"Emma Sullivan just became the new Ferris Bueller."
That was the astute observation of a writer for Roll Call, one of countless panegyrics to the 18-year-old Kansan who refused to apologize to Gov. Sam Brownback for sending a not-very-nice tweet about him to her 60-some followers.
"Just made mean comments at gov. brownback and told him he sucked, in person #heblowsalot."
Of course, this being the Internet, Sullivan wasn't exactly going for accuracy. In fact, she never even met Brownback. "I just took out my phone [and tweeted]," Sullivan explained later. "I guess it was kind of a heat-of-the-moment thing." Nonetheless, Brownback staffers, who monitor tweets bearing the Republican governor's name, were alarmed and contacted the Youth in Government program, which contacted Sullivan's school principal, who demanded that Sullivan write a letter of apology.
The rest of the story, in a nutshell, went like this. As word got out liberal bloggers began painting Sullivan as a martyr and her Twitter followers swelled from 61 to 15,710 (as of Wednesday). When Sullivan announced that she would not apologize, another media flare-up caused school district officials to revoke the demand, saying, "The issue has resulted in many teachable moments concerning the use of social media." Then Brownback was the one apologizing, saying his staff had overreacted and that "freedom of speech is among our most treasured freedoms." The Bueller comparison (demanding an apology for a tweet sounds like something Ferris' hapless principal, Mr. Rooney, would do) and all manner of blogospheric righteousness ensued.
Teachable moments indeed abound here. But despite the governor's ameliorations and the media's inclination to spin the story into a David and Goliath parable for the Internet age, not all of the lessons fall into neat categories like "Stand up for free speech" or even "Wow, social media is powerful!" Many of them, in fact, serve as sad reminders of just how crude public discourse has become.
I don't just mean foul language or rudeness. I mean literally crude: as in raw, unfinished, lacking in refinement or subtlety. The Sullivan dust-up revealed how unconsidered, abbreviated, heat-of-the-moment remarks are now given the credence and attention once reserved for more carefully thought-out ones (the kind, for instance, that involve editing or rewriting or that at least exceed 140 characters).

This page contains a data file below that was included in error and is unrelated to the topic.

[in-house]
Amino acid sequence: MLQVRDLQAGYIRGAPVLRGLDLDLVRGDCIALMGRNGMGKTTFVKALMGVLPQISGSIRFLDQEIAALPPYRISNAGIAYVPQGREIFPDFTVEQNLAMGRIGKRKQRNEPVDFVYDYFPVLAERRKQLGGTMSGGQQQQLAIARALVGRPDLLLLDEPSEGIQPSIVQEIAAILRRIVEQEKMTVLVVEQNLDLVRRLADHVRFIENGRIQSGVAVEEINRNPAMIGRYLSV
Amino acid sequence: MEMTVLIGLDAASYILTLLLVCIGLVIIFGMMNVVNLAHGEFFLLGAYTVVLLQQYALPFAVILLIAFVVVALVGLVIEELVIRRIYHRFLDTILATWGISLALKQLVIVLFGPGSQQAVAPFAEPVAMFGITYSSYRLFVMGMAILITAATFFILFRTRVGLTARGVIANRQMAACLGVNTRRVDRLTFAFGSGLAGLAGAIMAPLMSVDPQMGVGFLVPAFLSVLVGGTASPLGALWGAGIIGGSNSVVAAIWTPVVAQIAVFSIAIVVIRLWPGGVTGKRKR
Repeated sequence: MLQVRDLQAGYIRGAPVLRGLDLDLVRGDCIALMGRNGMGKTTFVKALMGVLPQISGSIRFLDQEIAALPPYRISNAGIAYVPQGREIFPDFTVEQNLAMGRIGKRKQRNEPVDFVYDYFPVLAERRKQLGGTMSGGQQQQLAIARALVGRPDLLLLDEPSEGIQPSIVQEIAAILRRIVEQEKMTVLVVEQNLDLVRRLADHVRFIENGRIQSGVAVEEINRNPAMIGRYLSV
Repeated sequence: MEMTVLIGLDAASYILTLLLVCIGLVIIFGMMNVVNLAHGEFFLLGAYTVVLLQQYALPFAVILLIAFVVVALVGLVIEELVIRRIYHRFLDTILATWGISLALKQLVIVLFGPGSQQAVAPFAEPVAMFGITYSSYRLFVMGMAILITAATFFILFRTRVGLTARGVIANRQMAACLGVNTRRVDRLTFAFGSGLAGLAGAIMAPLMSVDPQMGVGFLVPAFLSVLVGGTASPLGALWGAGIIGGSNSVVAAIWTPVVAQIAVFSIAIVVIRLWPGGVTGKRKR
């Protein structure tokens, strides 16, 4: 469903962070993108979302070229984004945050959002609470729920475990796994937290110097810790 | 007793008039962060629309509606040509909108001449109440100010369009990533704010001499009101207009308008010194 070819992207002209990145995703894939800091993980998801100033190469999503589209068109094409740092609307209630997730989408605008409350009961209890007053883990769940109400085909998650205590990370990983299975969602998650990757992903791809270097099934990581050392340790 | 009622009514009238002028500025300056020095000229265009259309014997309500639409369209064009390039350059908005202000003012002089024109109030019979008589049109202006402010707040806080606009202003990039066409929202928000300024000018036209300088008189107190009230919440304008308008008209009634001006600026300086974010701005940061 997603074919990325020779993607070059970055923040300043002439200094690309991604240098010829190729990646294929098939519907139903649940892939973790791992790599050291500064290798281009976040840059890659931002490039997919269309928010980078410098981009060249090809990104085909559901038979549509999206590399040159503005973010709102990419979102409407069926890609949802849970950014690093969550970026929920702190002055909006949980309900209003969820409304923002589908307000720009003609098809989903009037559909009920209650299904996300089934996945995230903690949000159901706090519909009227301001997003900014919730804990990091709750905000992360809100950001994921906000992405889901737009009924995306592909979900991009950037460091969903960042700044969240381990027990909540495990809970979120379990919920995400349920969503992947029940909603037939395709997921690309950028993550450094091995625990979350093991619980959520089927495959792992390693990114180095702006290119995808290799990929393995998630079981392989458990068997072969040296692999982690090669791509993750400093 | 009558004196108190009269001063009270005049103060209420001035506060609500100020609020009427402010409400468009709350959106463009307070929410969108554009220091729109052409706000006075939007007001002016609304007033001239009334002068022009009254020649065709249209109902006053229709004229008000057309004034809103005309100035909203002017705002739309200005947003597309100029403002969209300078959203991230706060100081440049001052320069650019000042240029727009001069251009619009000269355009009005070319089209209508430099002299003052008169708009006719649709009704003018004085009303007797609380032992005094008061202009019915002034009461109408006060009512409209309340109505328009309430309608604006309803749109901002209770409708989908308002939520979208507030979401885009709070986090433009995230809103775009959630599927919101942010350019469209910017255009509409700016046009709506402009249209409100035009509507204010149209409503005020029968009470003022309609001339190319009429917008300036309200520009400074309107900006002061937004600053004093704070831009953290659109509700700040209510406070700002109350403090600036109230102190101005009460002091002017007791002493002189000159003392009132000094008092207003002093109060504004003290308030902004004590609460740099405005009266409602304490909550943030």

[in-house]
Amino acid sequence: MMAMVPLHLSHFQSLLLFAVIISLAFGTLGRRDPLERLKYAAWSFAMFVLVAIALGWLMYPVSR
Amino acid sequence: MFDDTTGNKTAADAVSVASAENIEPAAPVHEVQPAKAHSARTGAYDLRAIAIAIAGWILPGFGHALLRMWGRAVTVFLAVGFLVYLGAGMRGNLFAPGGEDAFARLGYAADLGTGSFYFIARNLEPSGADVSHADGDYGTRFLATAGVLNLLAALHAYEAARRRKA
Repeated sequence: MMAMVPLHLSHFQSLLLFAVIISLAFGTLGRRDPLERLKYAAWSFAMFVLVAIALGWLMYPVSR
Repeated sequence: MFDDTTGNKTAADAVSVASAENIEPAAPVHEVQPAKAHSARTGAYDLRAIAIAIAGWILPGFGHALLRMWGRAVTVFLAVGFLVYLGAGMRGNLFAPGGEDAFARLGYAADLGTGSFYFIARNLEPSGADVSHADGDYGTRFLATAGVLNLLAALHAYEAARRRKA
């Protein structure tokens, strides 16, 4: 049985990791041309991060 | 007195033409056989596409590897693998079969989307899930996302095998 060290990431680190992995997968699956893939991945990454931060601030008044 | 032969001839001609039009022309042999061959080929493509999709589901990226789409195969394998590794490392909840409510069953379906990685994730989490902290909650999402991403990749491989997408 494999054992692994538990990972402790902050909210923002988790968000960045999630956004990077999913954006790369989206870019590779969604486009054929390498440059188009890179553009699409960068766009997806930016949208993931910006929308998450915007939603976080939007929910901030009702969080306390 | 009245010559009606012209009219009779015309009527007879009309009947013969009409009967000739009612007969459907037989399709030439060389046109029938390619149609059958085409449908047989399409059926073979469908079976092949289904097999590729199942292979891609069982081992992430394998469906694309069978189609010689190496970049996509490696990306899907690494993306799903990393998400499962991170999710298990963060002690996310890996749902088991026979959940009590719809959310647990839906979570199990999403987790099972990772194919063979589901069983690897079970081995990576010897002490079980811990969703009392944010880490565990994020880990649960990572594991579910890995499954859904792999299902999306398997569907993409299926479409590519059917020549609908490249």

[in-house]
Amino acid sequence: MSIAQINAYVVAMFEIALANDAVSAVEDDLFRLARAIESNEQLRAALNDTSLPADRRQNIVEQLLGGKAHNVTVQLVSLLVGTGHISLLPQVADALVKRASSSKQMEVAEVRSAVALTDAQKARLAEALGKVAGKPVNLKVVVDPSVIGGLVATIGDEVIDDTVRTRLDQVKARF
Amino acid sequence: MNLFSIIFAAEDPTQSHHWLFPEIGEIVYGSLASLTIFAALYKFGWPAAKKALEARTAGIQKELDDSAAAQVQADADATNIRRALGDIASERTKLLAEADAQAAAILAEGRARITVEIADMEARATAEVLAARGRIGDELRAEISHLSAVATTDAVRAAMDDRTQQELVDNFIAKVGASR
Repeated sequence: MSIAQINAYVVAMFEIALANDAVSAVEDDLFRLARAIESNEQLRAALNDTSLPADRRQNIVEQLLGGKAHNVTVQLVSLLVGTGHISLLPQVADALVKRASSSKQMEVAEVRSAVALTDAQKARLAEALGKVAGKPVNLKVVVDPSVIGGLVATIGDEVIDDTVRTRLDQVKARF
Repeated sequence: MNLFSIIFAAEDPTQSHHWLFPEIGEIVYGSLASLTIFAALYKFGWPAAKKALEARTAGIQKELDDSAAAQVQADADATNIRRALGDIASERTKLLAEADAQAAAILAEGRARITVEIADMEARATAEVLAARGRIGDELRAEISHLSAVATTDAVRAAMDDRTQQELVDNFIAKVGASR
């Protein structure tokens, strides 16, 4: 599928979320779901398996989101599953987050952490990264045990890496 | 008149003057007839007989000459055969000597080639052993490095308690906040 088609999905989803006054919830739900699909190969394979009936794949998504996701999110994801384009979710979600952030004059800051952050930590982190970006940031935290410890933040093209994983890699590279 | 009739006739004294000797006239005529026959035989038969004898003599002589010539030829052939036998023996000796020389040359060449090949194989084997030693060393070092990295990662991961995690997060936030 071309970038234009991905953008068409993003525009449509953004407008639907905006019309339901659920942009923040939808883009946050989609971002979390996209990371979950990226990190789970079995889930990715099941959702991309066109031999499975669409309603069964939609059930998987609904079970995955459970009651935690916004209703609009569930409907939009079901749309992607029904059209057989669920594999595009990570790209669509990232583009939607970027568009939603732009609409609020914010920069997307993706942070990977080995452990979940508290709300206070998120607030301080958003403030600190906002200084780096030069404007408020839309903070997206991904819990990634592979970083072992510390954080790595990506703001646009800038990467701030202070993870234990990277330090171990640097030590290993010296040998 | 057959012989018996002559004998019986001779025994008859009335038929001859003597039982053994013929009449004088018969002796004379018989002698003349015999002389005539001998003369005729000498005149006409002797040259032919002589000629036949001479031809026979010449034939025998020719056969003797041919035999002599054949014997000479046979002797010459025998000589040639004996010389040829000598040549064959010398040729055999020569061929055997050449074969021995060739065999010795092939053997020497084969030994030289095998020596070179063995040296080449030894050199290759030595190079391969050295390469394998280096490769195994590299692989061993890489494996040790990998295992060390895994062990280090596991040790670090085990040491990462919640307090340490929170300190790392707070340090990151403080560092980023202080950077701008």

Brownback is being mocked for being thin-skinned, but the partisan bloggers and knee-jerk GOP haters who used Sullivan to further their own agendas deserve a drubbing too. After all, are we really supposed to believe that Sullivan, a student whose tweets before last week concerned themselves with Justin Bieber and the "Twilight" series, meant "#heblowsalot" as a serious political statement? Or did she just do what kids (and many adults) do all the time: write something dumb on the Internet?
Among the ironies here is that on the spectrum of dumb Internet postings, Sullivan's comment was mild. Just about anyone who holds any kind of public platform is the target of far worse invective on a daily basis. A seasoned politician like Brownback surely understands that (even if certain members of his staff did not), as do the reporters and pundits who are happy to fill air time and column inches perpetuating the idea that the story raises Very Big Questions about the influence of social media.
The problem, though, is that many of those questions, like many of the teachable moments, miss a fundamental point, which is that first thoughts should not have equal status with best thoughts. It's also worth noting that social media, in addition to being powerful, is such a fundamentally narcissistic enterprise that a governor's communications director can misinterpret a teenager's goof-off so wildly that a molehill turns into a volcanic mountain that erupts all over the news cycle.
Moreover, alas, it forces us to recognize that Emma Sullivan isn't just a hero of free speech; she's a victim (and a perpetrator) of cheap talk. She's a casualty of a culture so saturated with mindless chatter that it can't separate truth from hyperbole. And, as Ferris Bueller might say, "Pardon my French, but #thatblowsalot."